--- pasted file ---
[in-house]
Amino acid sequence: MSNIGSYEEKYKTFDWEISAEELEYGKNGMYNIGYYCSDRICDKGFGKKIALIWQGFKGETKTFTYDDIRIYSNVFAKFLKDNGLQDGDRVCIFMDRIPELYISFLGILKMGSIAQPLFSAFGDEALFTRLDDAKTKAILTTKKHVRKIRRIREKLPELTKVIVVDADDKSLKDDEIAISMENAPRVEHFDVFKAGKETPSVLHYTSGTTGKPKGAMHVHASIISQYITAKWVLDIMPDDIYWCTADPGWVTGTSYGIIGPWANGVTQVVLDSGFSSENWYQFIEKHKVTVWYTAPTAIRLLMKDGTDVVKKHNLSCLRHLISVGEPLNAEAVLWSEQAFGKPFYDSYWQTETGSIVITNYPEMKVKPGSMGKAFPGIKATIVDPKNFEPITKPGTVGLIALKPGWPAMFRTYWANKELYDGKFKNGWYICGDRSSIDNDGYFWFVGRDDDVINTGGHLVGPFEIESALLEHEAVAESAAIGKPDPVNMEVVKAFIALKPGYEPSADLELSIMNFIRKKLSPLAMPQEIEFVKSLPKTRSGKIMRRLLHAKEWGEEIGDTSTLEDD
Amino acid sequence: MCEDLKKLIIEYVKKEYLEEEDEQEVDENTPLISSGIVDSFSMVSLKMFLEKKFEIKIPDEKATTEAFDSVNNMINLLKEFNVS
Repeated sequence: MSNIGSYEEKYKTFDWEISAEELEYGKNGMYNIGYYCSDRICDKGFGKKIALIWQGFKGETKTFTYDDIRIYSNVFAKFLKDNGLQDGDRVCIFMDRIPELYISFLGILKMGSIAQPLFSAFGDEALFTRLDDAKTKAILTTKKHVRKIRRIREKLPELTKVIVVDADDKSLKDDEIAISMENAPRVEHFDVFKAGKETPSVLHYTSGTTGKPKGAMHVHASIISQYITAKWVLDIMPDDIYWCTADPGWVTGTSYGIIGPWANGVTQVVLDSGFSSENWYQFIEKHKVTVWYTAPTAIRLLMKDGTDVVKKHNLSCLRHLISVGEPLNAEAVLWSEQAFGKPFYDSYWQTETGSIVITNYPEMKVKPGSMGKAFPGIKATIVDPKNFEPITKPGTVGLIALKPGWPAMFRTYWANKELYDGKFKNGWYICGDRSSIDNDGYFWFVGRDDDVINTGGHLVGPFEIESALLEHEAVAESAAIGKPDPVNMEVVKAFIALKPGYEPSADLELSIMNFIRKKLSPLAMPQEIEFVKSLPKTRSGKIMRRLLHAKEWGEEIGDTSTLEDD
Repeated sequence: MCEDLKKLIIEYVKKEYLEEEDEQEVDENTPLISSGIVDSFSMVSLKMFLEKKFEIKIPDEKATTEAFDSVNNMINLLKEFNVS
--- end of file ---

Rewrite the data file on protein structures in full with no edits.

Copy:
[in-house]
Amino acid sequence: MSNIGSYEEKYKTFDWEISAEELEYGKNGMYNIGYYCSDRICDKGFGKKIALIWQGFKGETKTFTYDDIRIYSNVFAKFLKDNGLQDGDRVCIFMDRIPELYISFLGILKMGSIAQPLFSAFGDEALFTRLDDAKTKAILTTKKHVRKIRRIREKLPELTKVIVVDADDKSLKDDEIAISMENAPRVEHFDVFKAGKETPSVLHYTSGTTGKPKGAMHVHASIISQYITAKWVLDIMPDDIYWCTADPGWVTGTSYGIIGPWANGVTQVVLDSGFSSENWYQFIEKHKVTVWYTAPTAIRLLMKDGTDVVKKHNLSCLRHLISVGEPLNAEAVLWSEQAFGKPFYDSYWQTETGSIVITNYPEMKVKPGSMGKAFPGIKATIVDPKNFEPITKPGTVGLIALKPGWPAMFRTYWANKELYDGKFKNGWYICGDRSSIDNDGYFWFVGRDDDVINTGGHLVGPFEIESALLEHEAVAESAAIGKPDPVNMEVVKAFIALKPGYEPSADLELSIMNFIRKKLSPLAMPQEIEFVKSLPKTRSGKIMRRLLHAKEWGEEIGDTSTLEDD
Amino acid sequence: MCEDLKKLIIEYVKKEYLEEEDEQEVDENTPLISSGIVDSFSMVSLKMFLEKKFEIKIPDEKATTEAFDSVNNMINLLKEFNVS
Repeated sequence: MSNIGSYEEKYKTFDWEISAEELEYGKNGMYNIGYYCSDRICDKGFGKKIALIWQGFKGETKTFTYDDIRIYSNVFAKFLKDNGLQDGDRVCIFMDRIPELYISFLGILKMGSIAQPLFSAFGDEALFTRLDDAKTKAILTTKKHVRKIRRIREKLPELTKVIVVDADDKSLKDDEIAISMENAPRVEHFDVFKAGKETPSVLHYTSGTTGKPKGAMHVHASIISQYITAKWVLDIMPDDIYWCTADPGWVTGTSYGIIGPWANGVTQVVLDSGFSSENWYQFIEKHKVTVWYTAPTAIRLLMKDGTDVVKKHNLSCLRHLISVGEPLNAEAVLWSEQAFGKPFYDSYWQTETGSIVITNYPEMKVKPGSMGKAFPGIKATIVDPKNFEPITKPGTVGLIALKPGWPAMFRTYWANKELYDGKFKNGWYICGDRSSIDNDGYFWFVGRDDDVINTGGHLVGPFEIESALLEHEAVAESAAIGKPDPVNMEVVKAFIALKPGYEPSADLELSIMNFIRKKLSPLAMPQEIEFVKSLPKTRSGKIMRRLLHAKEWGEEIGDTSTLEDD
Repeated sequence: MCEDLKKLIIEYVKKEYLEEEDEQEVDENTPLISSGIVDSFSMVSLKMFLEKKFEIKIPDEKATTEAFDSVNNMINLLKEFNVS